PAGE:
In that previous studies have shown that a higher intake of fruits and vegetables associates with a lower risk of ischaemic heart disease, the European Prospective Investigation into Cancer and Nutrition (EPIC)-Heart Study Collaborators studied data collected on more than 300,000 European men and women during a study period averaging just over 8 years. The team found that those people who consumed at least eight portions (80 grams [3 ounces] each) of fruits and vegetables a day had a 22% lower risk of fatal ischaemic heart disease , compared with those consuming fewer than three portions a day. Specifically, the researchers calculated that each one-portion (80 g [3 oz.]) increment in fruit and vegetable intake lowered the risk of fatal heart disease by 4%. The team concludes that: “Results from this large observational study suggest that a higher intake of fruits and vegetables is associated with a reduced risk of [ischaemic heart disease] mortality.”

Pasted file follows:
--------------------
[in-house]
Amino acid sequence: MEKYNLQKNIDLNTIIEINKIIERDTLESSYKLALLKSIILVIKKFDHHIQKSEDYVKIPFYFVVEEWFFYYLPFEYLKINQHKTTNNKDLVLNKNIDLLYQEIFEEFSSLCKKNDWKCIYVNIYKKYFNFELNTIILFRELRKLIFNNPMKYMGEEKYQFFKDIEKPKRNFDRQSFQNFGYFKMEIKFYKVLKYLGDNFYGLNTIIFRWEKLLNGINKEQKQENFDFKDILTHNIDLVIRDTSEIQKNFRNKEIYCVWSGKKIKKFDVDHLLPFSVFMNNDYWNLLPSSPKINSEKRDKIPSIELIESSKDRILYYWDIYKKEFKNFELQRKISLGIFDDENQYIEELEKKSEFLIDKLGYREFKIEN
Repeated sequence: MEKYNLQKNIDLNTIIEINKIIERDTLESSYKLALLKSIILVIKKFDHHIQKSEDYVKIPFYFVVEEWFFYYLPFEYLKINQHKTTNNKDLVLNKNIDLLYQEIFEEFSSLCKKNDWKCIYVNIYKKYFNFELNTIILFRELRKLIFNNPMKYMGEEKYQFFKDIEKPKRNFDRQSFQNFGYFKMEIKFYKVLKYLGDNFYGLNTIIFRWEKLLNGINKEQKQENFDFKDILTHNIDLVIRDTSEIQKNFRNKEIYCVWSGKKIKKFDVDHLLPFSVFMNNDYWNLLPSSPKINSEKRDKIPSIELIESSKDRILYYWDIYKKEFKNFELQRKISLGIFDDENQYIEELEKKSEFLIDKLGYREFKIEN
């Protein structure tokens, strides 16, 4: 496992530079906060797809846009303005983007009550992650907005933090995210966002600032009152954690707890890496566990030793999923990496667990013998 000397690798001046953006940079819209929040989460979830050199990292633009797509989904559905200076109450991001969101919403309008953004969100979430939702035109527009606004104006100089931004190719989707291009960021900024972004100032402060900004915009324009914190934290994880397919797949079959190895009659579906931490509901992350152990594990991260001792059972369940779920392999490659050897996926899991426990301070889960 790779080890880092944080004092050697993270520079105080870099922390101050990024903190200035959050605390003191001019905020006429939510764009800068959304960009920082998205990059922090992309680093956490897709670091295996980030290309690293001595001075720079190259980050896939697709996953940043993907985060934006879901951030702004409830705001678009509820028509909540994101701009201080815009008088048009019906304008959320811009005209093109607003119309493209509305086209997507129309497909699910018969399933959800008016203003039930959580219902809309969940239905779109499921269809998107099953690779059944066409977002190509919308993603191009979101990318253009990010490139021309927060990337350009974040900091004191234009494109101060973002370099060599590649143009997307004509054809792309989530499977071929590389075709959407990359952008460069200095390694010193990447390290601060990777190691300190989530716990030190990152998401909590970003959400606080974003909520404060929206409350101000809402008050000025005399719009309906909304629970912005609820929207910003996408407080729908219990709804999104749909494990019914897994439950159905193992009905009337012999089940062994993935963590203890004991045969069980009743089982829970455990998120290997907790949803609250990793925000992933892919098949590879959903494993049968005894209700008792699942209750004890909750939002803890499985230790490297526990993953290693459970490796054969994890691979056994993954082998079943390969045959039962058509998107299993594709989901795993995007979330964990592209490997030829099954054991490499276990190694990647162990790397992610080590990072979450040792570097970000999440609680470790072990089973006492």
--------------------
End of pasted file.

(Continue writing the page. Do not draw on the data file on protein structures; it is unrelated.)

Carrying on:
Francesca L. Crowe, Andrew W. Roddam, Timothy J. Key, Paul N. Appleby, Kim Overvad, et al, and European Prospective Investigation into Cancer and Nutrition (EPIC)-Heart Study Collaborators. “Fruit and vegetable intake and mortality from ischaemic heart disease: results from the European Prospective Investigation into Cancer and Nutrition (EPIC)-Heart study.” Eur Heart J., January 18, 2011; doi:10.1093/eurheartj/ehq465.
German team reports that magnesium supplementation may improve sensitivity to insulin and help reduce the risk of diabetes in overweight people.
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